Taken as a whole, the experience was incredibly exciting. It helped me realize that all of us diabetics have routines, and even if we don't think about it in these terms, we have defined glucose value ranges in which we aim to operate for different times/activities/meals etc... As such, if someone or something else steps in to manage our diabetes for us, we react with much anxiety over the change. That is precisely what happened to me, but in fact, by sitting back and observing, I learned a bit about my own insulin therapy regiment including a need for new a insulin-to-carbohydrate ratio in the evenings.
Overall, today's version of the Artificial Pancreas System is an intelligent system that grew to know me better every hour and every meal. However, the pattern recognition piece of the algorithm was difficult to observe in the short three-day session, and I wish I would have had more time, because both it and I needed to become fully compatible with one another. I believe that my expectations were realistic going into the trial and I was not disappointed. There is more work to be done, but I look forward to advances in sensor technology and AP algorithm development which will hopefully allow for this to become a commercially available system in the future.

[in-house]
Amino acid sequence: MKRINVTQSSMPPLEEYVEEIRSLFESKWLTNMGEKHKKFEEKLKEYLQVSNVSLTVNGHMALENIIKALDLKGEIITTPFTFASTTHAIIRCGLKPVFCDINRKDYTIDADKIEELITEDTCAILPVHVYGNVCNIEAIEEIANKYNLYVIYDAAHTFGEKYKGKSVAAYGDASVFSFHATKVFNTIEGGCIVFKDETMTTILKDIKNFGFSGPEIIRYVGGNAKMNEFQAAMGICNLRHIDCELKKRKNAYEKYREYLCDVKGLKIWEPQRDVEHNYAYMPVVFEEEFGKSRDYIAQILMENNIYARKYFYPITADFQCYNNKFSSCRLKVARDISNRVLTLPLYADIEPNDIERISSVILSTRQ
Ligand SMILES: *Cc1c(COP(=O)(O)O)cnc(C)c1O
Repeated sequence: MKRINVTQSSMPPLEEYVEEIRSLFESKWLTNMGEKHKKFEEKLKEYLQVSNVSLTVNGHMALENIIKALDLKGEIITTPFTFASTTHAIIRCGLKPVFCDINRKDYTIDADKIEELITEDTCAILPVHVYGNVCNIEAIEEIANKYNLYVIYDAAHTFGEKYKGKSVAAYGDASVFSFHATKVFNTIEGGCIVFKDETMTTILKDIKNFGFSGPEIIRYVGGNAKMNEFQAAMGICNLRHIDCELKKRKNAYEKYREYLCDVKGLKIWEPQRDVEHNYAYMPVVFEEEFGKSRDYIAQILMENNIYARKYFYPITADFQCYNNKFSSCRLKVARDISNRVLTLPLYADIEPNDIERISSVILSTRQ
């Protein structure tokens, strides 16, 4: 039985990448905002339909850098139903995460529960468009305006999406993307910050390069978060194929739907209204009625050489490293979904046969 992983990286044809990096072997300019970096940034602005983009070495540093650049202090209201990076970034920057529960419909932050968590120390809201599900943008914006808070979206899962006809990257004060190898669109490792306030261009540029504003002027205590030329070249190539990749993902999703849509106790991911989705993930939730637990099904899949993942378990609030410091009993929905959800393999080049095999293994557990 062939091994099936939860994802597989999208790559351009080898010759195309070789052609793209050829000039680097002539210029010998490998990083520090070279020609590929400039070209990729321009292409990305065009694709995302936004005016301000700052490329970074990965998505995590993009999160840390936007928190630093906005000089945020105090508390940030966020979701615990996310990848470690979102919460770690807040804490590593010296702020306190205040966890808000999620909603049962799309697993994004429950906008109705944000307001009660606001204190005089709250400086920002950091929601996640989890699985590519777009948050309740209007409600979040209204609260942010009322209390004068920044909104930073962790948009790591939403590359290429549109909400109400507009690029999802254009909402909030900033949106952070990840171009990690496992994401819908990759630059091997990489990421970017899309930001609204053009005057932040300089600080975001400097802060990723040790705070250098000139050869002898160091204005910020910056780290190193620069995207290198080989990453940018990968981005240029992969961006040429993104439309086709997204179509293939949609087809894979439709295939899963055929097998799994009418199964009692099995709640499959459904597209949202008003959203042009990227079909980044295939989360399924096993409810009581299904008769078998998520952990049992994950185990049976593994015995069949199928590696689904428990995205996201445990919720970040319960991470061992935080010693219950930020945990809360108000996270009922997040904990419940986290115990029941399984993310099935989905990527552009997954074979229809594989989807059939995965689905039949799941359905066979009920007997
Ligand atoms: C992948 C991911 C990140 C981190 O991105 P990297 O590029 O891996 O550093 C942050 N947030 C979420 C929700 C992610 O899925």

It's important to recognize that my experience was incredibly safe, and I wish that governing authorities like the FDA would take a more open approach to studies of this kind. For example, I have been wearing my Medtronic Veo pump for several years, since I have had access to it in Europe.
While I respect the enormity of the task the FDA undertakes, I find it incredibly unfair that the U.S. government is preventing children with diabetes in the United States having access to the hypoglycemia preventing "low-glucose suspend" technology. They claim that they need more clinical data, even though the device has been approved and used for three years already in many other countries. Parents of these children find this difficult to comprehend. I wonder if the relevant FDA officials have visited their local diabetes camps? Have they spent 24 hours with a child with type 1 diabetes? If they have, then surely they understand the danger these kids face now (without that powerful technology) and why it is so vital to approve this new technology.
If they have not, I encourage them to do so.
Too right, Kyle: there's nothing like experiencing the realities of diabetes treatment yourself. Thanks for being an AP "guinea pig" and sharing your insights with us!